He was a math whiz and, at eight years old, solved logarithms in front of his dad’s photography students. “Dad would say, ‘If an eight year old kid can do these then you can’,” laughs Steve. “Every eight weeks when a new class of Airmen came in for their training Dad would tell me, “I need you for some math problems again son!” When the time came Steve went off to college to study electronic technology, but seemed more enamored by building his own computers. One day, while working part-time for UPS in Human Resources, he brought in his homegrown computer to show his superiors how this technology, very rare in business applications at this point, could solve a problem they’d been mulling over. Naturally the Industrial Engineering Department heard wind of it, stole him (and his computer) and the rest of Steve’s UPS career is history.

Dalbec forged a career in optimizing UPS’s efficiency by way of plans, equipment and people. As the decades progressed Steve proved himself vital to the whole company in terms of growth projection and facility expansion. Ultimately this took him to Atlanta and the UPS headquarters. “A lot was expected of me and of all UPS employees - the pursuit of perfect, consistent, on-time delivery of packages,” says Steve, “and I reveled in it. This is a company that expects your absolute best. Any problem that I faced was met by me locking myself in a room and working day and night until a solution was reached.”

...so, as Steve looked at that postcard from Home Video Studio on that fateful day he was considering the challenge to change. He decided to find out more, not just about starting his own business, but also tying it in with a move back to Colorado. Both Steve and Kim’s parents were getting older and having some health issues. Kim and Steve had always said that when the time came they would go back in Colorado. Maybe this was the time. Steve picked up his phone.

In January of 2007 Steve and Kim found themselves at a Show ‘n Tell held in Atlanta that was presented by Robert Hanley, Founder and CEO of Home Video Studio. This is HVS’s “discovery day” to learn about the business, meet people, and ask questions. They liked what they heard. “We remember, as does Robert, that at 1:15 p.m., after having gone through a presentation that had begun at 9 a.m., I wrote on a piece of paper ‘1:15 pm’,” says Steve. “At the lunch break Kim asked me why I wrote “1:15” and I told her it was when I had decided I would be making a turn at that fork of the road and would start my own business!” What Steve and Kim did not know at that time is that the most important decision they had made proved to be justified and timely. In June, amid the preparations to move back to Colorado Kim's Mom passed away.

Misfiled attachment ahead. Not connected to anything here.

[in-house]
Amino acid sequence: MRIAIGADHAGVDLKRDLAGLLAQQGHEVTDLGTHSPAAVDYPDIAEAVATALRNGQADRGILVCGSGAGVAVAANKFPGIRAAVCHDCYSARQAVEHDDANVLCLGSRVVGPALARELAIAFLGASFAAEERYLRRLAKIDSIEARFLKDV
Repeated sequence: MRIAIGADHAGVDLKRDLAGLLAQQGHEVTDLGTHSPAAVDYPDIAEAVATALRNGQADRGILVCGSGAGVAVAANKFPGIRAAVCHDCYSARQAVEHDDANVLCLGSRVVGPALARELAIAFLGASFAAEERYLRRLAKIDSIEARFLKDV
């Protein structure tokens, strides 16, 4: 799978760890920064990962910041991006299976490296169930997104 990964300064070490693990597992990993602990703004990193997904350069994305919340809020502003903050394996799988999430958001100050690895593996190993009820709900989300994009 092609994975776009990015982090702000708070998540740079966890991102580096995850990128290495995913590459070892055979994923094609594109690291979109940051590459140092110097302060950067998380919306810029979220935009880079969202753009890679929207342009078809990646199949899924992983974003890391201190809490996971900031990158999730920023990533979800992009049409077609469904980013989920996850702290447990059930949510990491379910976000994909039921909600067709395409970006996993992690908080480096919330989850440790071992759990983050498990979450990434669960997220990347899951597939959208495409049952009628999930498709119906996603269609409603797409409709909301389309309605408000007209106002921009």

August 27, 2007 began as a red letter day in Steve and Kim’s life. Their new life in their new home in a new state was beginning as Home Video Studio’s installer arrived early in the morning to begin assembling and wiring Steve’s studio. Soon the excitement and anticipation was supplanted by grief as word came that Steve’s dad had passed away. “Those very first days were interesting. My video business was open and I had my first project – it just happened to be a memorial photo montage for my dad,” says Steve. “But the good thing about that is every time I do a memorial montage it’s like I’m doing it for my dad, and I have shared with every one of my memorial tribute customers my promise that theirs will have the same attention to detail and my special touch.” Almost a year later Kim’s father passed away. Steve and Kim reflect on how glad they were to take a “Do it Now” attitude. “The postcard that December afternoon in Atlanta came at a perfect time when we really needed to make a move in every way,” says Steve. “It really was a matter of one door closing and a new one opening.”